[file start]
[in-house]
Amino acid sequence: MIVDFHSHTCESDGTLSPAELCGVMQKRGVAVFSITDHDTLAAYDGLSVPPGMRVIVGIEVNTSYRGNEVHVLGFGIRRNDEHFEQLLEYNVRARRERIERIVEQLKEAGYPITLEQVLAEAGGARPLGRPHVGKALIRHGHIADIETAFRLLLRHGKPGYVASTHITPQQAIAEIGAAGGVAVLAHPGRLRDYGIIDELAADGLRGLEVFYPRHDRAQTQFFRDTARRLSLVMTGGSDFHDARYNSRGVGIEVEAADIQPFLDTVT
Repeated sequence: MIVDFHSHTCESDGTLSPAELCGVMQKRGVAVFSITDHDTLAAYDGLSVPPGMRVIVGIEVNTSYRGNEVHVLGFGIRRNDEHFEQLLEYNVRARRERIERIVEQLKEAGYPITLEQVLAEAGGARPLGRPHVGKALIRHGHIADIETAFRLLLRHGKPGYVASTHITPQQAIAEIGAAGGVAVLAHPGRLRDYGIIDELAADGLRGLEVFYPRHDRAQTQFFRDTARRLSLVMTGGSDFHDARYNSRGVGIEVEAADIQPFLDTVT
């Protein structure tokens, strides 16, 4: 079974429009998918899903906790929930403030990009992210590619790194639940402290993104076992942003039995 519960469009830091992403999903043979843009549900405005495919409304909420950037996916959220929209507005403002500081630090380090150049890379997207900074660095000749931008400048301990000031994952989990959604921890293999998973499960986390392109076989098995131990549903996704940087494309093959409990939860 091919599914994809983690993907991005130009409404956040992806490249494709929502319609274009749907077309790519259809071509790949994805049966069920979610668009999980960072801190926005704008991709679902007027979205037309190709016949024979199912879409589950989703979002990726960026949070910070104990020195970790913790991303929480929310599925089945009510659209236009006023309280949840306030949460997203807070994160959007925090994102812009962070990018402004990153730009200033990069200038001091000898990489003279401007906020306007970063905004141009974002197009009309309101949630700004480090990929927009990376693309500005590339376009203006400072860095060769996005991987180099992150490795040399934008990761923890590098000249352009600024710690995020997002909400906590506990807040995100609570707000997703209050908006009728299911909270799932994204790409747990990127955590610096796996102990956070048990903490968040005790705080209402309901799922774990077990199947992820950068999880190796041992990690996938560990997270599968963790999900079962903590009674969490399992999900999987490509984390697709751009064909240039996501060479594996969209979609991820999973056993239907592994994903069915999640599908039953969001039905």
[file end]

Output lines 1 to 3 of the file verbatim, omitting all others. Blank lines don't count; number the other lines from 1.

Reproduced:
[in-house]
Amino acid sequence: MIVDFHSHTCESDGTLSPAELCGVMQKRGVAVFSITDHDTLAAYDGLSVPPGMRVIVGIEVNTSYRGNEVHVLGFGIRRNDEHFEQLLEYNVRARRERIERIVEQLKEAGYPITLEQVLAEAGGARPLGRPHVGKALIRHGHIADIETAFRLLLRHGKPGYVASTHITPQQAIAEIGAAGGVAVLAHPGRLRDYGIIDELAADGLRGLEVFYPRHDRAQTQFFRDTARRLSLVMTGGSDFHDARYNSRGVGIEVEAADIQPFLDTVT
Repeated sequence: MIVDFHSHTCESDGTLSPAELCGVMQKRGVAVFSITDHDTLAAYDGLSVPPGMRVIVGIEVNTSYRGNEVHVLGFGIRRNDEHFEQLLEYNVRARRERIERIVEQLKEAGYPITLEQVLAEAGGARPLGRPHVGKALIRHGHIADIETAFRLLLRHGKPGYVASTHITPQQAIAEIGAAGGVAVLAHPGRLRDYGIIDELAADGLRGLEVFYPRHDRAQTQFFRDTARRLSLVMTGGSDFHDARYNSRGVGIEVEAADIQPFLDTVT